Interview conducted by Camilla Nordgren, an MA student of Contemporary Arts who is on placement at GWL until May 2016.
Camilla: What drew you into the Library?
Una: I first got involved with the Library’s Young Critics group because I was looking for something creative to do outside of university. I found the whole concept of the Glasgow Women’s Library really interesting and I thought that the work that they do was really important. When the Young Critics group ended [for the year] I was definitely interested in continuing to volunteer with the Library, so when I got an email from Gabrielle about joining the Ripples on the Pond group I thought it sounded like a great new challenging opportunity to do something that I’d never done before.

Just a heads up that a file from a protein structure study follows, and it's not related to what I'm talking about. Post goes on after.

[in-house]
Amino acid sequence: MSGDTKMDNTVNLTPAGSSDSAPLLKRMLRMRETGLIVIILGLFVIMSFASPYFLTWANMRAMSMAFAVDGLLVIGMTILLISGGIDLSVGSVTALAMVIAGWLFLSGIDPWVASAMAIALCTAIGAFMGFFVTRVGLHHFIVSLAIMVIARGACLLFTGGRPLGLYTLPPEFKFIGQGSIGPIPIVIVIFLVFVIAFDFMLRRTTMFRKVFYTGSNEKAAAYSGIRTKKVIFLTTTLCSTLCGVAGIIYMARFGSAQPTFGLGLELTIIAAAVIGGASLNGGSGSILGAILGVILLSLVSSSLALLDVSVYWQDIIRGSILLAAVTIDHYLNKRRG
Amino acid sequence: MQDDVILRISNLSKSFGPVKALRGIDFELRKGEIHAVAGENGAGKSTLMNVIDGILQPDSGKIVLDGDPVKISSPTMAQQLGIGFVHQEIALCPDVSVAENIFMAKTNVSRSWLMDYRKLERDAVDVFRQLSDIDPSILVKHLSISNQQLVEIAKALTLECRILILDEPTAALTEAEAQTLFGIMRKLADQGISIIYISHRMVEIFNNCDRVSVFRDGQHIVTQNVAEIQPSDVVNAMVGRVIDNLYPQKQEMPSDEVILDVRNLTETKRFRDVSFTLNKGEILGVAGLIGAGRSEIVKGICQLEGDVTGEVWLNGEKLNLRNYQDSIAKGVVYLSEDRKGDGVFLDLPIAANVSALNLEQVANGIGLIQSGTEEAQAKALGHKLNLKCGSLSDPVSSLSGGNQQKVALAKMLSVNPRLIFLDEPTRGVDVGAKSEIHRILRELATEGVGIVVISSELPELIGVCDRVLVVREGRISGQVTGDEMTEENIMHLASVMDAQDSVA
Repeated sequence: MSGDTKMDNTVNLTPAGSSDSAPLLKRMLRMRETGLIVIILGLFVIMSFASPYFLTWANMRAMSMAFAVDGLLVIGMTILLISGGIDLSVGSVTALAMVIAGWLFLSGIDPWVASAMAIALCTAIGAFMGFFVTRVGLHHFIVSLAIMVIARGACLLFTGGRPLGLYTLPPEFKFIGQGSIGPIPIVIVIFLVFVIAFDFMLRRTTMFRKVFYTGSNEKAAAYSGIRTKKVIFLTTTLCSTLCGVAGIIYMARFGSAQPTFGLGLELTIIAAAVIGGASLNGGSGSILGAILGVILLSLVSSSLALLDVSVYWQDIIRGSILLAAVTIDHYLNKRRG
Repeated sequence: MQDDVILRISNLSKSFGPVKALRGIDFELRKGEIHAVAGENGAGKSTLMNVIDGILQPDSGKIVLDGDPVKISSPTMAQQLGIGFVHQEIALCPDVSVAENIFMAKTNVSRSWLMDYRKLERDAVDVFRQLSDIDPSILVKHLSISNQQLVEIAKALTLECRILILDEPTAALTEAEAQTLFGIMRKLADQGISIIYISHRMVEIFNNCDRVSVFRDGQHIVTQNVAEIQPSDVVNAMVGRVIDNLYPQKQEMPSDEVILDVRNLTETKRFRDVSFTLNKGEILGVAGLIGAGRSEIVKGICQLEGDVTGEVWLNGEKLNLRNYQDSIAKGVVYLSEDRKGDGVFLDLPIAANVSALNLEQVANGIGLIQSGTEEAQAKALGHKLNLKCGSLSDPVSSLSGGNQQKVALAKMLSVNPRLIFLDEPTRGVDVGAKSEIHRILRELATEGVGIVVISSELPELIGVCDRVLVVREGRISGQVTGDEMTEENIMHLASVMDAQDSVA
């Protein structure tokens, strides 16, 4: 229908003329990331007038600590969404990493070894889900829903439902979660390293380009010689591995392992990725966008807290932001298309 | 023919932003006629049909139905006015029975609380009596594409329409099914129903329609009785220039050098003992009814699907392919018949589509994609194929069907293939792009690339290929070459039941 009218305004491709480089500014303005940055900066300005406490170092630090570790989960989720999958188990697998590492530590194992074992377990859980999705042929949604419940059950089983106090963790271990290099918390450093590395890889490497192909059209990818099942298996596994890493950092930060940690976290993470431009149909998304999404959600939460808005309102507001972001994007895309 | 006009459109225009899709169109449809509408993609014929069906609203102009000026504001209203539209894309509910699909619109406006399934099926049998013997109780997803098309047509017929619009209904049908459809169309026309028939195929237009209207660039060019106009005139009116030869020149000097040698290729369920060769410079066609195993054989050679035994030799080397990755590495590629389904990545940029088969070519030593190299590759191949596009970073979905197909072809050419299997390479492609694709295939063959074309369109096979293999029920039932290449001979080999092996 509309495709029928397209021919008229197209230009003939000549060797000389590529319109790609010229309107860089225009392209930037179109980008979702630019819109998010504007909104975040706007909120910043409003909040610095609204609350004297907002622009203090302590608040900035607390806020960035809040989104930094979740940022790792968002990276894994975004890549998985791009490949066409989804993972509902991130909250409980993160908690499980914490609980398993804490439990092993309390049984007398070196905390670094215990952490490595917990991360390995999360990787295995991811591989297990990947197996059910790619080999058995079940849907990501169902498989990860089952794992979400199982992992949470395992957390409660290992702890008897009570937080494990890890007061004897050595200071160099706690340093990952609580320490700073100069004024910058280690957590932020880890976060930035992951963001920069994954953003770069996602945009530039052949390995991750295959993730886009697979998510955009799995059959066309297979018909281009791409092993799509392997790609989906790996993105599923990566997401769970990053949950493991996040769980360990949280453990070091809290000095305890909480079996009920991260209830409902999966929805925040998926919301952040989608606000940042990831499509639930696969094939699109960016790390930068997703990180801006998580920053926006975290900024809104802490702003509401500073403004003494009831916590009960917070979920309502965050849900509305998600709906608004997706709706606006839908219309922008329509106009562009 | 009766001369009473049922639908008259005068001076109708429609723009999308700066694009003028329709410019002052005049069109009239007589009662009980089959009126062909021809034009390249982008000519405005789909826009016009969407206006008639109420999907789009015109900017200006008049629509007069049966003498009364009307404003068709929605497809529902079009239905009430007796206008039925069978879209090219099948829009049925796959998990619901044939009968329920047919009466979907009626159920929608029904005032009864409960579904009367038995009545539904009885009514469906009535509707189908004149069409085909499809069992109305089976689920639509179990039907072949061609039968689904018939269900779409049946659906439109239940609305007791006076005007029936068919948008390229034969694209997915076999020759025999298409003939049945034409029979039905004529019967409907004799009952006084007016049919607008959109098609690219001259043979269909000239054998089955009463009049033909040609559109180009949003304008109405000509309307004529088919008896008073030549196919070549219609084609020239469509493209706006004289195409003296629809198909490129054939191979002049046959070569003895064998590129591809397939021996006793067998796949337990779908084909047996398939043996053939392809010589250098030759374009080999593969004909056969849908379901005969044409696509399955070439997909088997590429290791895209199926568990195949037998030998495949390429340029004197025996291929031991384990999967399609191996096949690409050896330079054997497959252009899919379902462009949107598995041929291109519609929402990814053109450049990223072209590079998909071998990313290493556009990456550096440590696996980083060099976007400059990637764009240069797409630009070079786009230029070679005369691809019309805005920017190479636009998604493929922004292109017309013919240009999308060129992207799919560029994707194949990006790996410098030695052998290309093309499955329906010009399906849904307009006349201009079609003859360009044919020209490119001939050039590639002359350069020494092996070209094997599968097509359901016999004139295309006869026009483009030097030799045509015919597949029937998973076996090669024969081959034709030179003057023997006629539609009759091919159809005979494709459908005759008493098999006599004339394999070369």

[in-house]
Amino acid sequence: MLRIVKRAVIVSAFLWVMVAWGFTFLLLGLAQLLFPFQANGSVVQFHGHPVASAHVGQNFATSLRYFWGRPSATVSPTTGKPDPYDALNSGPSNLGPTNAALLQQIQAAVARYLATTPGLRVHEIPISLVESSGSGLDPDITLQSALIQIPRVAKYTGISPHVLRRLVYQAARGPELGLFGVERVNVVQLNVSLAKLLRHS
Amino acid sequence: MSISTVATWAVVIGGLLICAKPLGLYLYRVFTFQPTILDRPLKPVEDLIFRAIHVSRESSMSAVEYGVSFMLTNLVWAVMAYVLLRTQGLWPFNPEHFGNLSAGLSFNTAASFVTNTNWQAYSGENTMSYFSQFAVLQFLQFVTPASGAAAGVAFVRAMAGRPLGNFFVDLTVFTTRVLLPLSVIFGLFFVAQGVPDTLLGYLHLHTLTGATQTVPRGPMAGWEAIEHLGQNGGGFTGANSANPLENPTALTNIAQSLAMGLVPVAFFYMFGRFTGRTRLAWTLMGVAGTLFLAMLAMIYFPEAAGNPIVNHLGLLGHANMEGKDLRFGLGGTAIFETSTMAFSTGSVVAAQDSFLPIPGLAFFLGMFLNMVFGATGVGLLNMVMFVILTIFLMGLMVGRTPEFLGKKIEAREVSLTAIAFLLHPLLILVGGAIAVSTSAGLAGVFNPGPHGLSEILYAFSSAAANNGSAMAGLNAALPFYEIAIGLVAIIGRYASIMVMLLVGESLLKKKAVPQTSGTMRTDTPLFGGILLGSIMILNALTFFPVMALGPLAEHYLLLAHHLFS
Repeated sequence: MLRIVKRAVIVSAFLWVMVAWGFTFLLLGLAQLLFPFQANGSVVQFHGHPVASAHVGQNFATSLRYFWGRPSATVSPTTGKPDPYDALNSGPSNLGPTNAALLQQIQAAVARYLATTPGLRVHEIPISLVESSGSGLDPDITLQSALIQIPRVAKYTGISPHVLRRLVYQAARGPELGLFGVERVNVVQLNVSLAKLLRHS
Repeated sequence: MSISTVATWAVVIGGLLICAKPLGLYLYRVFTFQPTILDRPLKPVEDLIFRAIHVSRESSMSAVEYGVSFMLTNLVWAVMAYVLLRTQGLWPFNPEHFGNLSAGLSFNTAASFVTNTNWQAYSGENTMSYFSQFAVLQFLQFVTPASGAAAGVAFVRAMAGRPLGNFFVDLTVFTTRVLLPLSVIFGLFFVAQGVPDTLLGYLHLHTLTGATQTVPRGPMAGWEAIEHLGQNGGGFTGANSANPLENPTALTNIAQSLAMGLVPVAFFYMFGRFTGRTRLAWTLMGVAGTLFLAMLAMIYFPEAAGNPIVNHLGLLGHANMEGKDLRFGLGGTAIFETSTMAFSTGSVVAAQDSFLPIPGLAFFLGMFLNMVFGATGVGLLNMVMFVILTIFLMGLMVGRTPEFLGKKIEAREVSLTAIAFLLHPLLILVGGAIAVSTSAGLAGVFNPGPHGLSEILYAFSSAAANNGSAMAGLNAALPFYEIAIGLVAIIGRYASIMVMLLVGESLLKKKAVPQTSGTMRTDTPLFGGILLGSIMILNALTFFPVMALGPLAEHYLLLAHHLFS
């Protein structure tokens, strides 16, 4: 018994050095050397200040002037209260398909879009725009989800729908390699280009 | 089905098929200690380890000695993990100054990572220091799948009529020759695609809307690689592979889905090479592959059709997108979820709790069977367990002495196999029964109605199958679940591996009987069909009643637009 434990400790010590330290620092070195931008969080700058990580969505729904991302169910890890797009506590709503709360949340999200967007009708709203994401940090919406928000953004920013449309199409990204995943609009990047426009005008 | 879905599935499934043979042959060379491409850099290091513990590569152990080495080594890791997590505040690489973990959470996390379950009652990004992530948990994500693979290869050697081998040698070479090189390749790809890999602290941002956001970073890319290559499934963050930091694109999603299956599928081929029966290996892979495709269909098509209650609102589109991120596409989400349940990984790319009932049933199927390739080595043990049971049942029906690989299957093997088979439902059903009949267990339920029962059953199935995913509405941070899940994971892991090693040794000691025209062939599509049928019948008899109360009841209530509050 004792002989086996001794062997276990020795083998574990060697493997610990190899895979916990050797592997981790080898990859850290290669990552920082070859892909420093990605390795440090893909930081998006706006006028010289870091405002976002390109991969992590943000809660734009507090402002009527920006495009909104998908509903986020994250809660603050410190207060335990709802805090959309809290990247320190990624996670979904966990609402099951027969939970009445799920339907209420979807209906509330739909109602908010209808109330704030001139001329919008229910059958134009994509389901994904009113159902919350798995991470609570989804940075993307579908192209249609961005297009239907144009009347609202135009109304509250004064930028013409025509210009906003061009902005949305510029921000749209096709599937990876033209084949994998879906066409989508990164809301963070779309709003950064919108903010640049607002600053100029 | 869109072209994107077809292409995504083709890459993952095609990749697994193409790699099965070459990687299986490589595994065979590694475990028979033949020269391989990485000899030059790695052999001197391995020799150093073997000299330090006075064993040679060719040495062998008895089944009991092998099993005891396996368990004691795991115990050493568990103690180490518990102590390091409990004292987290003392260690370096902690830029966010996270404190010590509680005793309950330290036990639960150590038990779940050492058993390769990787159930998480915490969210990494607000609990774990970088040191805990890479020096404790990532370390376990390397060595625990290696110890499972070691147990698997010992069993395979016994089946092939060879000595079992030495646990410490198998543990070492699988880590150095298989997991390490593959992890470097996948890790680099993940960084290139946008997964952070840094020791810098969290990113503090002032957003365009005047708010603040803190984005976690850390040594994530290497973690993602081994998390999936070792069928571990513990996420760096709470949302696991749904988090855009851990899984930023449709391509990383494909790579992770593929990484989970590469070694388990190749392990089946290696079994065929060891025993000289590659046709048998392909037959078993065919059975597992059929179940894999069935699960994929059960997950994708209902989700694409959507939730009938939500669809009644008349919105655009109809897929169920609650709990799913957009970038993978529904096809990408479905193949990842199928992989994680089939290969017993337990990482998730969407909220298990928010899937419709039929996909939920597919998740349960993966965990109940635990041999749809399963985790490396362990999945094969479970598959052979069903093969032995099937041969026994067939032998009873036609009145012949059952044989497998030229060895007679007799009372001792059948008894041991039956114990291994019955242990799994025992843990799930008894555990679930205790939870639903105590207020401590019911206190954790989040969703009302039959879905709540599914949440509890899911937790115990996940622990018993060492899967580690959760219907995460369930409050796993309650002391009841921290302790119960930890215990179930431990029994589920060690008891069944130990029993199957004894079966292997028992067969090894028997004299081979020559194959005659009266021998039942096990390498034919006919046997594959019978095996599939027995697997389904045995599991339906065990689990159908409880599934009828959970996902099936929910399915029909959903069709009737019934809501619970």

C: Why did you want to work with the Ripples on the Pond group?
U: As a History of Art student, I thought the opportunity to acquire an insight into how museums function and the work that goes into putting up an exhibition was really interesting. I was excited about being able to not only work with the Library, but also with artists, as well as getting the chance to learn more about Glasgow’s history and its art community. Being unsure about what I want to do after university I thought this was an incredible opportunity to not only experience something new within the field I want work in later on, but also to be able to learn new skills such as filming, editing and interviewing.
C: How was working with the group?